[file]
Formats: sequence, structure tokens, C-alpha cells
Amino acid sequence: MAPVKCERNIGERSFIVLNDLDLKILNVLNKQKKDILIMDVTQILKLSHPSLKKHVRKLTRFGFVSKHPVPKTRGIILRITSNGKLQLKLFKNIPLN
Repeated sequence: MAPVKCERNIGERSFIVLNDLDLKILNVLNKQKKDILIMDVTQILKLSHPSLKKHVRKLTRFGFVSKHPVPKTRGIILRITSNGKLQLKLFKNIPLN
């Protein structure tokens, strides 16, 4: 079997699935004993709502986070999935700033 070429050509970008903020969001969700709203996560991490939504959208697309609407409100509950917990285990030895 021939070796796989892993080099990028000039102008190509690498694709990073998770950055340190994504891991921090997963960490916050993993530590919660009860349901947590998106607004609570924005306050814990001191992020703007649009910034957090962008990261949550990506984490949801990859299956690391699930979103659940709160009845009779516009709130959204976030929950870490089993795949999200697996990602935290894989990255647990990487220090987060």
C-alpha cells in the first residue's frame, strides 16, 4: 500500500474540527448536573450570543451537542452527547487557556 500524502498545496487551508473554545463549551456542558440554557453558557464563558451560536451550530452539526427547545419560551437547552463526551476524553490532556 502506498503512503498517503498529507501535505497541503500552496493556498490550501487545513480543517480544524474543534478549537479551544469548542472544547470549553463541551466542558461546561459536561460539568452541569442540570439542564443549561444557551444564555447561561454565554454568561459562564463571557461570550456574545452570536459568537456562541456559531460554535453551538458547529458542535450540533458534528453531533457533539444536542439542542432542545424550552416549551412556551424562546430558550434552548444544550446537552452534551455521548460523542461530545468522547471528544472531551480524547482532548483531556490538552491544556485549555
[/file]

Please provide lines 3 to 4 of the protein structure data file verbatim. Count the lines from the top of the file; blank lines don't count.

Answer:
Repeated sequence: MAPVKCERNIGERSFIVLNDLDLKILNVLNKQKKDILIMDVTQILKLSHPSLKKHVRKLTRFGFVSKHPVPKTRGIILRITSNGKLQLKLFKNIPLN
């Protein structure tokens, strides 16, 4: 079997699935004993709502986070999935700033 070429050509970008903020969001969700709203996560991490939504959208697309609407409100509950917990285990030895 021939070796796989892993080099990028000039102008190509690498694709990073998770950055340190994504891991921090997963960490916050993993530590919660009860349901947590998106607004609570924005306050814990001191992020703007649009910034957090962008990261949550990506984490949801990859299956690391699930979103659940709160009845009779516009709130959204976030929950870490089993795949999200697996990602935290894989990255647990990487220090987060």